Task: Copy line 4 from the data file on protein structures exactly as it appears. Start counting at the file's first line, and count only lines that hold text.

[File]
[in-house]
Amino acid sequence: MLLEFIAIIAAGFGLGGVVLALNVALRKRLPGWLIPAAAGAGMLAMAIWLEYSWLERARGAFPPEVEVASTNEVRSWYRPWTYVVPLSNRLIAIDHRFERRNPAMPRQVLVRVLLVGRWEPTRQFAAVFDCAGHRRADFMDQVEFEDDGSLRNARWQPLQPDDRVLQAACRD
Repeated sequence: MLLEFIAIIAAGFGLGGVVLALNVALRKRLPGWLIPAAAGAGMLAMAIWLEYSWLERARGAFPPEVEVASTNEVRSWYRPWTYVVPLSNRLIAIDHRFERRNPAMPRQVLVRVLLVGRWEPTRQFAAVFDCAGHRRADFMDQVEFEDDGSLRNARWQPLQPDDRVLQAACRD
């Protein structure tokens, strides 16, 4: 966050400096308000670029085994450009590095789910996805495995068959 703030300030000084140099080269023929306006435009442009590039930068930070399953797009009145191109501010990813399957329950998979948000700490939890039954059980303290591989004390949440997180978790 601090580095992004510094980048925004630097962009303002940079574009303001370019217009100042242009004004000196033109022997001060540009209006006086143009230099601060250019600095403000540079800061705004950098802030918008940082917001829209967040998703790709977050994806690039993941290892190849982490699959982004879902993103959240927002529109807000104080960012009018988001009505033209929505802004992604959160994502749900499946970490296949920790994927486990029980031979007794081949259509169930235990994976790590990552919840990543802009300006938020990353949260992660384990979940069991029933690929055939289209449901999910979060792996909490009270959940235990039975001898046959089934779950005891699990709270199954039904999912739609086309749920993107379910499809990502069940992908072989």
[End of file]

């Protein structure tokens, strides 16, 4: 966050400096308000670029085994450009590095789910996805495995068959 703030300030000084140099080269023929306006435009442009590039930068930070399953797009009145191109501010990813399957329950998979948000700490939890039954059980303290591989004390949440997180978790 601090580095992004510094980048925004630097962009303002940079574009303001370019217009100042242009004004000196033109022997001060540009209006006086143009230099601060250019600095403000540079800061705004950098802030918008940082917001829209967040998703790709977050994806690039993941290892190849982490699959982004879902993103959240927002529109807000104080960012009018988001009505033209929505802004992604959160994502749900499946970490296949920790994927486990029980031979007794081949259509169930235990994976790590990552919840990543802009300006938020990353949260992660384990979940069991029933690929055939289209449901999910979060792996909490009270959940235990039975001898046959089934779950005891699990709270199954039904999912739609086309749920993107379910499809990502069940992908072989």